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Want a job? Increase your skill set whilst still at university

24th March 2015
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University: it’s all about getting the best grade you can, right?

Well no – at least, that’s not all that it’s about. Here, writer and marketer Claire Louise Sheridan explains why you need to develop your vocational skills and how to show them off, alongside your exam results, before you’re anywhere near graduation...  

Since leaving university, I’ve watched as my fellow graduate friends have split into two clear groups. First of all, there’s those of us who’ve left uni seemingly victorious – namely, we’ve got exactly what we wanted by going there in the first place, and have been fortunate enough to land a ‘proper’ job.

However, there is a second group, who’ve left and have had to return to various jobs in retail, bars, or worse – signing onto Jobseekers Allowance. Fortunately, I fall into the former camp, but I can’t help but feel sorry for my friends in the latter. It’s a much bigger section of people than you might think and, whilst there’s no shame in it, I’d say the majority of them aren’t happy with it.

So, where are things going wrong? Well… if I’m completely honest, university just isn’t the be-all-end-all it used to be. Full disclosure here, my attendance at university was literally the worst. I know I probably shouldn’t be so blasé about it, but I’m talking full on “oh you’re in this class?!” when exams would roll around, that kind of thing. In fact, when applying to take the coveted ‘work experience’ module, I remember distinctly my friend saying super-casually “oh, but you’ll never get on that! No offence, but they’re going to have to pick people who actually show up…”. She was kidding, but I knew, despite laughing along, that I’d get onto it. Why? Because I knew that to make it through the interview stage to get the only university offered work experience we could apply for; we’d need to set ourselves apart with plenty of real experience to qualify for getting more.

Sound unfair? Needing experience to get experience? Kind of. But in my opinion, it separated me as someone who’d used initiative to prepare myself BEFORE the university started offering it out. So, before I ended up in the EXACT placement I wanted, I was taking every real-life opportunity I could find myself – no wonder I was never around for lectures!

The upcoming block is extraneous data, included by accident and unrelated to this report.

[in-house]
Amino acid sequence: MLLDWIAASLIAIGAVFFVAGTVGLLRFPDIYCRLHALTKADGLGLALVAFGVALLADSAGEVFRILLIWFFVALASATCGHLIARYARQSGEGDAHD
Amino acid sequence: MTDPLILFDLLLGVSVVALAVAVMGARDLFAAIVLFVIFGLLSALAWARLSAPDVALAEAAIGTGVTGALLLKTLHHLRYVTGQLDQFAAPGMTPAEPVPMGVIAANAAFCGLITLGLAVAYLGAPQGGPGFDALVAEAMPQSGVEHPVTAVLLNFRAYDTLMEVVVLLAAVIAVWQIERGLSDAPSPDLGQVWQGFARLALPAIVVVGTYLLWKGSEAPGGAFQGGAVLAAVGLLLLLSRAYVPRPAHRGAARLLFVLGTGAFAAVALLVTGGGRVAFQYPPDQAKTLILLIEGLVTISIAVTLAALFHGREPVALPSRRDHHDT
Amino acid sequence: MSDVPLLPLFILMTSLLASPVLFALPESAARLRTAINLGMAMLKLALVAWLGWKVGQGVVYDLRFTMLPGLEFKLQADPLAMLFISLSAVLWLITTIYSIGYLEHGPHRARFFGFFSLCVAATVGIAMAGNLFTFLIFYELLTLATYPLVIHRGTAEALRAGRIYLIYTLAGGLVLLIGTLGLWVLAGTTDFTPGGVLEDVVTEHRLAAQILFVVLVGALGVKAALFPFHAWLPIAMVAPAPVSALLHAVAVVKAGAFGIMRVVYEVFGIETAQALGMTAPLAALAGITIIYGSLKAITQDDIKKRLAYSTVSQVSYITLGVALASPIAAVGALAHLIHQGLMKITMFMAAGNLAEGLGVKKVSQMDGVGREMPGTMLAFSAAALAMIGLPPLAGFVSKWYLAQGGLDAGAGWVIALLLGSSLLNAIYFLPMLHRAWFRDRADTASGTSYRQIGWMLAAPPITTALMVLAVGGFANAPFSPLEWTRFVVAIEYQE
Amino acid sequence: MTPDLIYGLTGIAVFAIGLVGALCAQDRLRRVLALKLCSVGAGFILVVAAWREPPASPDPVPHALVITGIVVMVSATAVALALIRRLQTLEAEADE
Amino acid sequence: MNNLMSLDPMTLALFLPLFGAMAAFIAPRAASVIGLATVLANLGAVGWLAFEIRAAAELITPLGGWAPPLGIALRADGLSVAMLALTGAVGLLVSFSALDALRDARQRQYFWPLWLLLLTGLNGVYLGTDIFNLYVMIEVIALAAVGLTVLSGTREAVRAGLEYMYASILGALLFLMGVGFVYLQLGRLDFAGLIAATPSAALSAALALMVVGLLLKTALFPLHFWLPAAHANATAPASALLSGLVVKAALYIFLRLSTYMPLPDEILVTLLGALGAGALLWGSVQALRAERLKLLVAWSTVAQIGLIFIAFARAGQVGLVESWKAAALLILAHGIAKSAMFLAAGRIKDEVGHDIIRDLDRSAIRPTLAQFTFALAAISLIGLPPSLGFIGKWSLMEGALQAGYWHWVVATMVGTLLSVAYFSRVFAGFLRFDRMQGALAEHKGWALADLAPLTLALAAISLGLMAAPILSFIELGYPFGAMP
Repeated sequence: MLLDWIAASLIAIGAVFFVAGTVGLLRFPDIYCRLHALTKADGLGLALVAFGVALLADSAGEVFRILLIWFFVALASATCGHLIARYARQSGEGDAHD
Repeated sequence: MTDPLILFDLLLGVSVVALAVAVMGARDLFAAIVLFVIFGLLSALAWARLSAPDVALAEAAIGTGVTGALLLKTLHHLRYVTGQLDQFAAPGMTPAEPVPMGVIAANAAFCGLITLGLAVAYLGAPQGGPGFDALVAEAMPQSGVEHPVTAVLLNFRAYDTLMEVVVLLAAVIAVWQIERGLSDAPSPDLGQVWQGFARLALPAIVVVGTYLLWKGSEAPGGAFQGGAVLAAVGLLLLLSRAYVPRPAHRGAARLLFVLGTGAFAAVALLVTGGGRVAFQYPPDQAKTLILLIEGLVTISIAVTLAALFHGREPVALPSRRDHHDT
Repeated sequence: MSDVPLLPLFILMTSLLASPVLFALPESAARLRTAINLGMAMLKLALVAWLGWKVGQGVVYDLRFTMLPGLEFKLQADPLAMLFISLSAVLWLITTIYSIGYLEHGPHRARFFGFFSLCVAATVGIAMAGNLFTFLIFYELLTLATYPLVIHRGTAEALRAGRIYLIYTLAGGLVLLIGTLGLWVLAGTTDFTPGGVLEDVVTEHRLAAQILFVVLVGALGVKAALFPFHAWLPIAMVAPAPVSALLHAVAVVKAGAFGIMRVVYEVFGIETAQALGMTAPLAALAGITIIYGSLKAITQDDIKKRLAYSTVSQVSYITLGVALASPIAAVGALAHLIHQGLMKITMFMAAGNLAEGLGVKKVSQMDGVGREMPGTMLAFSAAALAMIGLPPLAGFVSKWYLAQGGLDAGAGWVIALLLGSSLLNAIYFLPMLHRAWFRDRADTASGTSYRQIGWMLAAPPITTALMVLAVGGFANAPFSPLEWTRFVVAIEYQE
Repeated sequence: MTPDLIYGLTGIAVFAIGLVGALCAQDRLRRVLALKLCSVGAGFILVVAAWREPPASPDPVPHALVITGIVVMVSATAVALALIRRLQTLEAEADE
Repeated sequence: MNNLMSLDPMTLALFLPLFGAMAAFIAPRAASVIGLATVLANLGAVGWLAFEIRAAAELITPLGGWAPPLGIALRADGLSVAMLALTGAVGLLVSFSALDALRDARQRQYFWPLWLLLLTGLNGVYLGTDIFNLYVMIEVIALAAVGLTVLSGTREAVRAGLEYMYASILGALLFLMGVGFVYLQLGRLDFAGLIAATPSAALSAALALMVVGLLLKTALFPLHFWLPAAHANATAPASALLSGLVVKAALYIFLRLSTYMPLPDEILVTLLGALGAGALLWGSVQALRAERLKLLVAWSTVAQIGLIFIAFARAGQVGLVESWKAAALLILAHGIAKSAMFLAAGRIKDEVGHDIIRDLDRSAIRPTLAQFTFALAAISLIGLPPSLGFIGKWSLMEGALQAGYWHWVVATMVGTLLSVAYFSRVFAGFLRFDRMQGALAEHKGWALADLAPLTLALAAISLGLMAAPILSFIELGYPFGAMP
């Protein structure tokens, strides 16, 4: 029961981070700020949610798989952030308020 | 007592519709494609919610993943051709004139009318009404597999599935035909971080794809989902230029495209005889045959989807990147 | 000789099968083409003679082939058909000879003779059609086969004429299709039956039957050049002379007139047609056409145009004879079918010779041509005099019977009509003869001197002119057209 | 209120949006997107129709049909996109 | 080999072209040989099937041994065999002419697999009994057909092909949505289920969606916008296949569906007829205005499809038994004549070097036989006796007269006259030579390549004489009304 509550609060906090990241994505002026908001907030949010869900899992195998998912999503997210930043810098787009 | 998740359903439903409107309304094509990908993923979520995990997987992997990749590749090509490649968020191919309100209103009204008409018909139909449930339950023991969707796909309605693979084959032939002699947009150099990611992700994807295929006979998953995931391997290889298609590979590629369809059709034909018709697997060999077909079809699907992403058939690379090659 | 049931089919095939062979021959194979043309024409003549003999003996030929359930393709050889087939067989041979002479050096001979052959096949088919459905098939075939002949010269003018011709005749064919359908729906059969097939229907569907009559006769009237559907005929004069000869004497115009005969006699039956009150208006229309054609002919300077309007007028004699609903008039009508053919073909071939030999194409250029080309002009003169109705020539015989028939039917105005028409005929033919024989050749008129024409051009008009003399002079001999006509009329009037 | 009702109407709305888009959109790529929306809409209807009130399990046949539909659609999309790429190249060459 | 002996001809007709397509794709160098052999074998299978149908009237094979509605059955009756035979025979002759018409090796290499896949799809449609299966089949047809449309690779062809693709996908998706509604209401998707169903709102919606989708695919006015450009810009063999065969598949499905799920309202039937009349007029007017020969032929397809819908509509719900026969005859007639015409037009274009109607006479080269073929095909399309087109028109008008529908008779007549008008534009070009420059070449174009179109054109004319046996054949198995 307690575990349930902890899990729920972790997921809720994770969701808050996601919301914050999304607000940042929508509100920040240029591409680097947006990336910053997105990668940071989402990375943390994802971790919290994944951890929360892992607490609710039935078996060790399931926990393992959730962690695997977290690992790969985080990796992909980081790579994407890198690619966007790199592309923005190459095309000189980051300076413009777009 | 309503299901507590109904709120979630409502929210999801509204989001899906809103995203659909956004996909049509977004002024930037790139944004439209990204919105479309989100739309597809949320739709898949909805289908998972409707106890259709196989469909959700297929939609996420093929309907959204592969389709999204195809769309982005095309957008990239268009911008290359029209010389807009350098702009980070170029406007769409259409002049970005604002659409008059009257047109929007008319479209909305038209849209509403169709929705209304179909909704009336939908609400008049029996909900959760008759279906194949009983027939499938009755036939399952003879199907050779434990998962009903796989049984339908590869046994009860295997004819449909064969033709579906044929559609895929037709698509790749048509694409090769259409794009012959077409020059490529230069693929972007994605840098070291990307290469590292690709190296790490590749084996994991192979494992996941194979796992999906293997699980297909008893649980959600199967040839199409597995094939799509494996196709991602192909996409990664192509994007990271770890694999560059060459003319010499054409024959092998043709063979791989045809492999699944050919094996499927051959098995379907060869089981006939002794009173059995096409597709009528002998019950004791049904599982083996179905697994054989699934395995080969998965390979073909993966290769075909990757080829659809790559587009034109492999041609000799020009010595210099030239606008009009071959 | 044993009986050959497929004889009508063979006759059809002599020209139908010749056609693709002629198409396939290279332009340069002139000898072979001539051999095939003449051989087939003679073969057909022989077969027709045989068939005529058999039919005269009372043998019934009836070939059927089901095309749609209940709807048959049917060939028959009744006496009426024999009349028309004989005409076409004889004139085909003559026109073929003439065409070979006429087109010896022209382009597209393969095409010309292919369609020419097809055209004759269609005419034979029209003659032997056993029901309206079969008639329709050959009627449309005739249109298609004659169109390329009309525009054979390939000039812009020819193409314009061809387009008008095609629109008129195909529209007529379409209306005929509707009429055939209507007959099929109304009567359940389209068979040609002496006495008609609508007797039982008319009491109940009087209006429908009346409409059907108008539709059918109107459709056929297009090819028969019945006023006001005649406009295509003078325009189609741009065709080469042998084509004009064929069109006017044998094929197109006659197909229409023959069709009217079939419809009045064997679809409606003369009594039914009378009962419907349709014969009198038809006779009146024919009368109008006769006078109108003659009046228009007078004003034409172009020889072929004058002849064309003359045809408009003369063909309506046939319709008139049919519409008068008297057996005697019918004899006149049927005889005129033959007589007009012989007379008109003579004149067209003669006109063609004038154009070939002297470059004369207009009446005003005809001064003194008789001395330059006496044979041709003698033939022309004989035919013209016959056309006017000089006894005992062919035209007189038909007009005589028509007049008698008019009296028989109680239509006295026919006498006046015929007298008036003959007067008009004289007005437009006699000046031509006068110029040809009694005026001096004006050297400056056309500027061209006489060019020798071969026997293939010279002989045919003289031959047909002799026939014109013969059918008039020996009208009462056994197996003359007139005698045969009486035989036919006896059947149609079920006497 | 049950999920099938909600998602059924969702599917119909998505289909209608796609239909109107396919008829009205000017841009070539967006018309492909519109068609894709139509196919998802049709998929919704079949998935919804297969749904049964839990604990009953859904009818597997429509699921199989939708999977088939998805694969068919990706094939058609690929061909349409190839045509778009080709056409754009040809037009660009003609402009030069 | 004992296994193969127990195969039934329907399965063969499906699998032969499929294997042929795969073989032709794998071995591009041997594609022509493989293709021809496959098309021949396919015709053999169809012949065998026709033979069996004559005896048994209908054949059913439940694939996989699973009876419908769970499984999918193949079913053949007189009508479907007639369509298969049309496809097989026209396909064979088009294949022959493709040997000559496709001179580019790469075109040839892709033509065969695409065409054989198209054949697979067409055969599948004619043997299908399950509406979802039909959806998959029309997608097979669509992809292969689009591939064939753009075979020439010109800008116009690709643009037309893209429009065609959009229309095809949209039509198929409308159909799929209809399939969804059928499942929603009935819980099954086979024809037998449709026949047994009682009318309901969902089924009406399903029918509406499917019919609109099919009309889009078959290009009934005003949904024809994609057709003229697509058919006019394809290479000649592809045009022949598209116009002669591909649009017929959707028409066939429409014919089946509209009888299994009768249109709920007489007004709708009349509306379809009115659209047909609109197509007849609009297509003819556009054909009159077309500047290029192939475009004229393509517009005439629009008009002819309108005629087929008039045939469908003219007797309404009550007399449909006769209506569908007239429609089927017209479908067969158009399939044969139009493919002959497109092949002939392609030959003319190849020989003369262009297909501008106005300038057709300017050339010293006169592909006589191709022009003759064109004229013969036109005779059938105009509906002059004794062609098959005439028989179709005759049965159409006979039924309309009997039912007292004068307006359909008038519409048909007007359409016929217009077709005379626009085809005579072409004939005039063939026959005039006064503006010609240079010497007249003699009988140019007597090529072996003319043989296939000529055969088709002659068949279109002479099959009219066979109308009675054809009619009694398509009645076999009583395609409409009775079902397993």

Degrees are great, but providing you keep on top of your work (which I always did, with a 2:1 average), I don’t see the point in going to every lesson, when you can as an adult choose to use your time in a way you see as more productive. Of course, I’m not advocating that everyone skip class – we are all different, as are our courses, after all. For some, attendance is a pre-requisite, or even something vital (for example, if you do Medicine!). But for me, I could always figure out what was actually going to come in hand in future, and exercise my own judgement.

As an alternative, I’m suggesting you get more vocational. Fair play, we can’t all afford to jot down to London for internships. But we can expand our skill sets with a range of other activities which will impress employers:

Starting a blog. It can even be about shoes, seriously. Sound a bit ridiculous? If you can show passion, an aptitude for writing, and that you’ve got your head around a basic CMS, you’re on your way to impressing people!

Learning some design skills. I’m kicking myself – I am an experienced writer, marketer, PR person, and I work with social media in the workplace, but I can’t design to save my life! Luckily, there are loads of mini courses you can get onto to get ahead, and it means you can sell yourself as the full package.

Volunteering. This one can give you literally every skill going. I volunteer a lot these days, but in university, I basically did nothing. I wish I had, because you can get real world experience, whilst also making a difference. It also looks great on a CV – bonus! See what opportunities are available in your area and get out and do something worthwhile.

Of course, there are loads more things you can do to stand out, and boost your abilities. It can be anything from getting a hobby or taking up a sport, through to political campaigning. It’s frustrating that nobody seems to want to hire graduates straight out, citing lack of experience. Don’t let this hinder you though before you’ve even began. This is avoidable, you just have to start now.

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